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Shellfish Assessment Program - Culturing Research: Past Research

The Effects of Holding Space on Juvenile Red King Crab Growth and Survival

Photo of a juvenile red king crab reared in holding container

Rearing crustaceans communally for aquaculture, stock enhancement or research often results in high rates of cannibalism and low yields. One potential strategy to reduce loss from cannibalism is to rear crustaceans in individual cells.As small holding cell size can result in decreased growth or increased mortality, it is essential to identify the optimal holding cell size, both for mass culturing efforts and for experimental design purposes.

In this study, we reared juvenile red king crab (3.67 to 8.30 mm carapace length) in 20, 40, and 77 mm diameter holding cells and monitored growth and survival over a 274 day experiment. A trend of lower growth per molt in the smallest holding cells resulted in crab 17% smaller than those in the large holding cells at the end of the experiment. Additionally, mortality rates were an order of magnitude higher in the small holding cells compared with the large or medium cells. For individual rearing of this size of juvenile red king crab, the medium-sized cells (40 mm diameter) are the optimal size as there was no increase in mortality and only marginally lower growth rates compared to the large-sized cells.

Photo of many reared juvenile red king crab in separate holding containers

A Quantitative Model Applied to the Development of Crustacean Larvae

Graph of king crab development from first zoeal stage through first crab stage

Scientists like to use mathematical equations to describe things that occur in nature. These equations are useful to describe processes simply and to make predictions. For example, Newton derived a series of equations to describe how objects move. In biology, many processes are described in terms of transitions between stages. For example, crab larvae generally pass through a number of larval stages. The larvae pass from one stage to the other by molting.

Up till now, a mathematical model that describes the transitions between multiple stages has not been developed. To fill this void, Research Ecologist Chris Long, developed a multiple-stage transition model to describe such processes. In a demonstration of the model he fit it to data on larval development of red and blue king crabs (Paralithodes camtschaticus and P. platypus). The model fit the data well and provides useful estimates on how quickly the larvae of these species will develop that could be applied to larger population models.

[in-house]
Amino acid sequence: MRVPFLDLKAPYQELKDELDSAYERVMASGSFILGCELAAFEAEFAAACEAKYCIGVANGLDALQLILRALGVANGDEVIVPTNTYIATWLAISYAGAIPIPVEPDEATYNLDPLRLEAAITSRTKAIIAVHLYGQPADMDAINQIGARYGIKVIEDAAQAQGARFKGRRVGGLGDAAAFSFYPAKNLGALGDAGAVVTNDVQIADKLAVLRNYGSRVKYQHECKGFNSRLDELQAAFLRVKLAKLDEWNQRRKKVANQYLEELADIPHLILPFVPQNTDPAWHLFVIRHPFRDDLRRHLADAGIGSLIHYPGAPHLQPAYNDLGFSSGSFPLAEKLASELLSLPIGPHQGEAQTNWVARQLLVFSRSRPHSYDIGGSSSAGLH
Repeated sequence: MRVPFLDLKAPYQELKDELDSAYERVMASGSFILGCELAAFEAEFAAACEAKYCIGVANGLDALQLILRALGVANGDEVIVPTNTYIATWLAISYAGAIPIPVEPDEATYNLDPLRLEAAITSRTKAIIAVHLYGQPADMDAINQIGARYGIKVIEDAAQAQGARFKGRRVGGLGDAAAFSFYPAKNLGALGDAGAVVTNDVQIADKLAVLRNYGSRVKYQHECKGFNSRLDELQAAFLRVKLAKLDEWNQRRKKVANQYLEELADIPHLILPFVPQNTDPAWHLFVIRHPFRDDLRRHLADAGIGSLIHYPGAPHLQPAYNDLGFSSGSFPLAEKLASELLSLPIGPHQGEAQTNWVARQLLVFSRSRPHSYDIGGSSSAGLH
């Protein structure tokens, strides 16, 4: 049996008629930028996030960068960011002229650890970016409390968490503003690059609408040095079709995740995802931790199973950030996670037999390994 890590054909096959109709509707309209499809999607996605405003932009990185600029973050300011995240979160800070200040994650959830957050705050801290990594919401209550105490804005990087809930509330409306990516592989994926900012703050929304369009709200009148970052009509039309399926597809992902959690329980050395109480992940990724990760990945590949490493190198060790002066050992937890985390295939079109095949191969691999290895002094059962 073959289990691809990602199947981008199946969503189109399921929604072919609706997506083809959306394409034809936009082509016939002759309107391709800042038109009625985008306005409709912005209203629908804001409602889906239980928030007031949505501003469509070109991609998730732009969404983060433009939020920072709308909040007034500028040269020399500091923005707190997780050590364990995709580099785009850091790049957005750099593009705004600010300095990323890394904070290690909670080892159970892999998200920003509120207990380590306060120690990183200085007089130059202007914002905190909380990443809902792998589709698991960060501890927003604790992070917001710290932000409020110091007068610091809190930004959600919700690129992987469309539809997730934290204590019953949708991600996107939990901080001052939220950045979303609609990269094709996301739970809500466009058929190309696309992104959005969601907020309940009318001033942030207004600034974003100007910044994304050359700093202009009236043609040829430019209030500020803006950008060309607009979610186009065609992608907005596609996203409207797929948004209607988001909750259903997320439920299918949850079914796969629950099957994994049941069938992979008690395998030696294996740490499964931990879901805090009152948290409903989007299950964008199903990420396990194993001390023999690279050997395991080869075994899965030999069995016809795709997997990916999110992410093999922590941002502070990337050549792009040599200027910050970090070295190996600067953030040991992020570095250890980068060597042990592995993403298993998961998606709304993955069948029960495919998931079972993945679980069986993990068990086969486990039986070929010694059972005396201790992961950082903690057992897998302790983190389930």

Larval development of red and blue king crab from the first zoeal stage through the first crab stage. Points represent the mean stage 1 standard error. Lines represent the best fit stage-transition model for each species. The larval stages are the 4 zoeal stages (ZI-ZIV), the glaucothoe stage (G), and the first crab stage (C1).

Blue King Crab, Paralithodes platypus, Development of Larval Cultivation Techniques

Photo of a blue king crab

Blue king crabs have a 2-year reproductive cycle. In January-February of their spawning year, female crabs molt and mate, and extrude about 150,000 eggs that are then fertilized and attached to the female's abdomen. The females carry the developing fertilized embryos for approximately one year. The next year, larvae are released or hatched, but the crabs do not molt or mate again, unlike red king crabs, which hatch, molt, mate, and extrude each year.

Photo of blue king crab embryo at the four cell stage
Click HERE for more embryo images!

In 2003, Shellfish Assessment Program received a grant from the North Pacific Research Board (NPRB) to study the early life history of blue king crab. In July and October 2003, 21 female blue king crabs were captured from the Bering Sea and were maintained at the Kodiak Lab. In January 2004 one of the old-shell females molted, mated, and extruded a new clutch of eggs. Embryos were photographed at daily intervals.

Shellfish Assessment Program - Culturing Research CURRENT RESEARCH

Related Publications

  • LONG, W. C. 2016. A new quantitative model of multiple transitions between discrete stages, applied to the development of crustacean larvae. Fish. Bull., U.S. 114:5866. Online

  • SWINEY, K. M., W. C. LONG, and S. L. PERSSELIN. 2013. The effects of holding space on juvenile red king crab, Paralithodes camtschaticus (Tilesius, 1815), growth and survival. Aquaculture Res. 44:1007-1016.

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